As we walked into town Friday morning we spied our former orange cat, Lucky, in the school playground. Two little girls were petting him. Twelve years ago, we agreed to send Lucky with Corey and Kyra when they left Vermont. Lucky found himself a new community and every day he visits the children before the beginning of the school day.We were told that there is one playground rule about Lucky.  He’s not allowed to be taken down the slide. 

Pat’s bicycle needed a new wheel. The local bicycle shop, Decorah Bicycles, did an outstanding job – the part was ordered on Friday morning from Minnesota and his bicycle was good to go by Saturday afternoon.

Kyra, our daughter-in-law, led swing dance instruction on the main street Friday evening for the annual sock hop. Several young people practiced the swing dance steps.  Pat and I also had the chance to catch up with Laura and Randy Hashman, our Cedar Falls Warm Showers hosts from two years ago. When they learned we were going to be Iowa once again, they brought their camper up. We spent Friday and Saturday evenings feasting and sharing stories with them. It was wonderful to see them once again.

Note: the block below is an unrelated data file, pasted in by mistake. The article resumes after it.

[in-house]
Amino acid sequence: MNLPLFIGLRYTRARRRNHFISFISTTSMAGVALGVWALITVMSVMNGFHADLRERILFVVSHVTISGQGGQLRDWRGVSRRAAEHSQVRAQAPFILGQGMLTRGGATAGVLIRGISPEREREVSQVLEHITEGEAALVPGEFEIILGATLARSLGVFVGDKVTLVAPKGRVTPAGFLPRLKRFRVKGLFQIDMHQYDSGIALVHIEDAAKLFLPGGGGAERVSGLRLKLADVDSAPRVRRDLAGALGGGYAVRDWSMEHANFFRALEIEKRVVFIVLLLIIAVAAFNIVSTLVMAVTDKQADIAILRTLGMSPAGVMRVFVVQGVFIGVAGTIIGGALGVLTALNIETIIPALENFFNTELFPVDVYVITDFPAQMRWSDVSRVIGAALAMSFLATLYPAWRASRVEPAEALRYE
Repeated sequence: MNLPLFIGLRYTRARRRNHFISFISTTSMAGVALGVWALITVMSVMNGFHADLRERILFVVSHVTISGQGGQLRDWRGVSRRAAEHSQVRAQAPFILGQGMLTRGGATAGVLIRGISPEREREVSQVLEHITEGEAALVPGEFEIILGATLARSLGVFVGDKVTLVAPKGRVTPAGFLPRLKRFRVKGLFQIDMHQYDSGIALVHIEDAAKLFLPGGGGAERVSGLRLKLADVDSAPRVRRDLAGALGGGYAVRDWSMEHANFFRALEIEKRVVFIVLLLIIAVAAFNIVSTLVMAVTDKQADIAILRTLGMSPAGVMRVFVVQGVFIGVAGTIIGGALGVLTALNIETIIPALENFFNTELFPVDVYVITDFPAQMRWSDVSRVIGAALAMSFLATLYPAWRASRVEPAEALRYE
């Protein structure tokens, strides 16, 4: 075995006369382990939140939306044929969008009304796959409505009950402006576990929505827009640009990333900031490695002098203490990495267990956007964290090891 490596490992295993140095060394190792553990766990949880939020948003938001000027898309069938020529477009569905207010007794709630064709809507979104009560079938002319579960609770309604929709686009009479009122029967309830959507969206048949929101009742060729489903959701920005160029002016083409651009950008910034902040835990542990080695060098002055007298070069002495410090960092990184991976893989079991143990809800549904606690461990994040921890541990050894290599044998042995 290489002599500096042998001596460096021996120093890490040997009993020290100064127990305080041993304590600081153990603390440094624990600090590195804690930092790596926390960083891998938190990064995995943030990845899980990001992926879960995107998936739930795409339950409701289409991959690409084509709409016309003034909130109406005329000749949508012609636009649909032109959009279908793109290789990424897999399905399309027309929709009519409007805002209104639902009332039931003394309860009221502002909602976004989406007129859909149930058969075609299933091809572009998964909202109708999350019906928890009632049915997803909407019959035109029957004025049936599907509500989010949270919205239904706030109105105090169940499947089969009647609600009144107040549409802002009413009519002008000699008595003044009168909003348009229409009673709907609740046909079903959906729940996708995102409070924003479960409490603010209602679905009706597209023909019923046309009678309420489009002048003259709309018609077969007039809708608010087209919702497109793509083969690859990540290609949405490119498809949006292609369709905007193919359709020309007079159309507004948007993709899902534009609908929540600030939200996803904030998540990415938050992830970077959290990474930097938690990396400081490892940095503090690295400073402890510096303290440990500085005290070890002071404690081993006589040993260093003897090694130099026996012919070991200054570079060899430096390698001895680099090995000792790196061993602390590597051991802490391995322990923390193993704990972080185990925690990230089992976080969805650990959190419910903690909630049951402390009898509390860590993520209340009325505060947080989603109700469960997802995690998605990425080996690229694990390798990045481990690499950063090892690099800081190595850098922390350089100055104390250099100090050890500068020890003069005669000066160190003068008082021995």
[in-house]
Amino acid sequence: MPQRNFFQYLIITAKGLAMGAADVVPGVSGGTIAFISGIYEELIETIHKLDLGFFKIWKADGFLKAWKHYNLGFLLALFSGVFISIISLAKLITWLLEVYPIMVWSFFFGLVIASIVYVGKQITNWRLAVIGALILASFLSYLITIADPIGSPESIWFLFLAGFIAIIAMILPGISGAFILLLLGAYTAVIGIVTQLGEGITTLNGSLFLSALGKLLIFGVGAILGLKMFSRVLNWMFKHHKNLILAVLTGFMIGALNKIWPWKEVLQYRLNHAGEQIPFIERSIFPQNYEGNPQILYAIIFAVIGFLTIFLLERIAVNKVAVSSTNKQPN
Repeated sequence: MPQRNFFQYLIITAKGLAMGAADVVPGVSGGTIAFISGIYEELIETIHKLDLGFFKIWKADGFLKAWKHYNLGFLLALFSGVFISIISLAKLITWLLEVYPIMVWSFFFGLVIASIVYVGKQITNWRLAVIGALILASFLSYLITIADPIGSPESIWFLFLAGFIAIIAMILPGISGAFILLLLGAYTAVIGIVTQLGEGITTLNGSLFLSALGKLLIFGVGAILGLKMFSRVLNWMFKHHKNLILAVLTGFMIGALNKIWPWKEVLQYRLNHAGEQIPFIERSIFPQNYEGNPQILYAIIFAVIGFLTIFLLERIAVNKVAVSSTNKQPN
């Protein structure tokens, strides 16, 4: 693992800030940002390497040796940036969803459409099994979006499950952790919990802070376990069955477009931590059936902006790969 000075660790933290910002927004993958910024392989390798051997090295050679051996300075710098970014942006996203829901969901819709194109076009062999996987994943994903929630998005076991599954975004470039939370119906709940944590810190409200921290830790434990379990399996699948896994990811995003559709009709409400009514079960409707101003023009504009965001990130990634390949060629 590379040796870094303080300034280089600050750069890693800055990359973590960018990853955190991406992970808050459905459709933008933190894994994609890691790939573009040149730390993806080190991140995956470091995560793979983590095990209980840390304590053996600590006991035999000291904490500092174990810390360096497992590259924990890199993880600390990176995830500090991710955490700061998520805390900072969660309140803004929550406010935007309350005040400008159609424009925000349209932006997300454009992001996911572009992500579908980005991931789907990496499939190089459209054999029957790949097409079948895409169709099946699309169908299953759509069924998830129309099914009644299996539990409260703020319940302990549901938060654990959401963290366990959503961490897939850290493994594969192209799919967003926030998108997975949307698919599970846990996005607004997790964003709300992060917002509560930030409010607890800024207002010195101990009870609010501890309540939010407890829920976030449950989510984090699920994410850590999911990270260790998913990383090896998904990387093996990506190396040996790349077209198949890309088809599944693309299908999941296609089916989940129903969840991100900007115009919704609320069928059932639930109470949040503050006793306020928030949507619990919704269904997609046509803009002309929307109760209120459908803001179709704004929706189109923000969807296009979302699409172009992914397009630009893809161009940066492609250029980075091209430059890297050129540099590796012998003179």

While we were in Decorah, Corey and Kyra assisted us in making some additional bicycle and camping equipment repairs. We toured the Porter House one block up their street; the former owners never needed to work. Instead they traveled through several countries collecting artifacts,  butterflies and insects. Closer to home, they collected rocks and used them to create a unique rock wall around their property.